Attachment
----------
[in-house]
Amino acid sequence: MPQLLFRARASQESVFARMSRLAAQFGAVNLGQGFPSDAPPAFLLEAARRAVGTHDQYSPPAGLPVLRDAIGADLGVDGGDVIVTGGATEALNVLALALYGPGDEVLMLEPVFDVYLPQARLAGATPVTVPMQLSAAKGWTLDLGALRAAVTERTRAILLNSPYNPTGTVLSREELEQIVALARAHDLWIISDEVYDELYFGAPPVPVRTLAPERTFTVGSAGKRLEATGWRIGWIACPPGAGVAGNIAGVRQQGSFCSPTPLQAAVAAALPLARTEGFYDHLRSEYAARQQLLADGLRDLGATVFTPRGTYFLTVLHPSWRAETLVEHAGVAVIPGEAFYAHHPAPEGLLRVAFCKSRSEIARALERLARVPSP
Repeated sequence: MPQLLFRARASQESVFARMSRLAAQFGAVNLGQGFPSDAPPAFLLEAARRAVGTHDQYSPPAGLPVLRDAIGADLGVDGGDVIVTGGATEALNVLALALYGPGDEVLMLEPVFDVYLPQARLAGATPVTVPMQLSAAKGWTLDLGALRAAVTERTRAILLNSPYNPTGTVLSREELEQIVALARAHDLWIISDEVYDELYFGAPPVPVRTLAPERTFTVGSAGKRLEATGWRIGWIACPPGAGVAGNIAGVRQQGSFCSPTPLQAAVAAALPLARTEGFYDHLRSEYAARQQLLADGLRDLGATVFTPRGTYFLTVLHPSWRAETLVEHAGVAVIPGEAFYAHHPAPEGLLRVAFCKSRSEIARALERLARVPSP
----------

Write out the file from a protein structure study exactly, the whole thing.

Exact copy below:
[in-house]
Amino acid sequence: MPQLLFRARASQESVFARMSRLAAQFGAVNLGQGFPSDAPPAFLLEAARRAVGTHDQYSPPAGLPVLRDAIGADLGVDGGDVIVTGGATEALNVLALALYGPGDEVLMLEPVFDVYLPQARLAGATPVTVPMQLSAAKGWTLDLGALRAAVTERTRAILLNSPYNPTGTVLSREELEQIVALARAHDLWIISDEVYDELYFGAPPVPVRTLAPERTFTVGSAGKRLEATGWRIGWIACPPGAGVAGNIAGVRQQGSFCSPTPLQAAVAAALPLARTEGFYDHLRSEYAARQQLLADGLRDLGATVFTPRGTYFLTVLHPSWRAETLVEHAGVAVIPGEAFYAHHPAPEGLLRVAFCKSRSEIARALERLARVPSP
Repeated sequence: MPQLLFRARASQESVFARMSRLAAQFGAVNLGQGFPSDAPPAFLLEAARRAVGTHDQYSPPAGLPVLRDAIGADLGVDGGDVIVTGGATEALNVLALALYGPGDEVLMLEPVFDVYLPQARLAGATPVTVPMQLSAAKGWTLDLGALRAAVTERTRAILLNSPYNPTGTVLSREELEQIVALARAHDLWIISDEVYDELYFGAPPVPVRTLAPERTFTVGSAGKRLEATGWRIGWIACPPGAGVAGNIAGVRQQGSFCSPTPLQAAVAAALPLARTEGFYDHLRSEYAARQQLLADGLRDLGATVFTPRGTYFLTVLHPSWRAETLVEHAGVAVIPGEAFYAHHPAPEGLLRVAFCKSRSEIARALERLARVPSP